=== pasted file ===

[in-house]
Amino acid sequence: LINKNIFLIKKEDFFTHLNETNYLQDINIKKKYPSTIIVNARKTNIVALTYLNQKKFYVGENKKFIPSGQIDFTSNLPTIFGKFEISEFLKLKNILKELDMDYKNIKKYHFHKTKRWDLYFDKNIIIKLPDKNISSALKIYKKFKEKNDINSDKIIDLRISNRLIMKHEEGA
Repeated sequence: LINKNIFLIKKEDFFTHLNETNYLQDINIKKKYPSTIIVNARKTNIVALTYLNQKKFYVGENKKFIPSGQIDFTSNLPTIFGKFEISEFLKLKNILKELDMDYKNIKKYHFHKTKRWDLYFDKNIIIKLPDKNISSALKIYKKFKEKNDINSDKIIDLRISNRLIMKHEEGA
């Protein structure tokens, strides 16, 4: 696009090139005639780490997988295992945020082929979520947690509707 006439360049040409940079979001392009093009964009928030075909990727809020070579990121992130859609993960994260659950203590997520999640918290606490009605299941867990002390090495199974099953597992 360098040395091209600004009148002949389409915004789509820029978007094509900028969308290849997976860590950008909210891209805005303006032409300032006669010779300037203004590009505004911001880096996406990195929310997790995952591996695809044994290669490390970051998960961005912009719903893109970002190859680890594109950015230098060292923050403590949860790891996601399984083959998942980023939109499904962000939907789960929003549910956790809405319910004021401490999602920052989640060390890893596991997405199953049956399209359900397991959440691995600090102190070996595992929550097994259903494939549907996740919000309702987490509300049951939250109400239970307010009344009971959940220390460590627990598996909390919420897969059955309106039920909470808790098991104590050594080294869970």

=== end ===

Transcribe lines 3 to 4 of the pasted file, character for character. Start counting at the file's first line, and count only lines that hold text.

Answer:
Repeated sequence: LINKNIFLIKKEDFFTHLNETNYLQDINIKKKYPSTIIVNARKTNIVALTYLNQKKFYVGENKKFIPSGQIDFTSNLPTIFGKFEISEFLKLKNILKELDMDYKNIKKYHFHKTKRWDLYFDKNIIIKLPDKNISSALKIYKKFKEKNDINSDKIIDLRISNRLIMKHEEGA
């Protein structure tokens, strides 16, 4: 696009090139005639780490997988295992945020082929979520947690509707 006439360049040409940079979001392009093009964009928030075909990727809020070579990121992130859609993960994260659950203590997520999640918290606490009605299941867990002390090495199974099953597992 360098040395091209600004009148002949389409915004789509820029978007094509900028969308290849997976860590950008909210891209805005303006032409300032006669010779300037203004590009505004911001880096996406990195929310997790995952591996695809044994290669490390970051998960961005912009719903893109970002190859680890594109950015230098060292923050403590949860790891996601399984083959998942980023939109499904962000939907789960929003549910956790809405319910004021401490999602920052989640060390890893596991997405199953049956399209359900397991959440691995600090102190070996595992929550097994259903494939549907996740919000309702987490509300049951939250109400239970307010009344009971959940220390460590627990598996909390919420897969059955309106039920909470808790098991104590050594080294869970």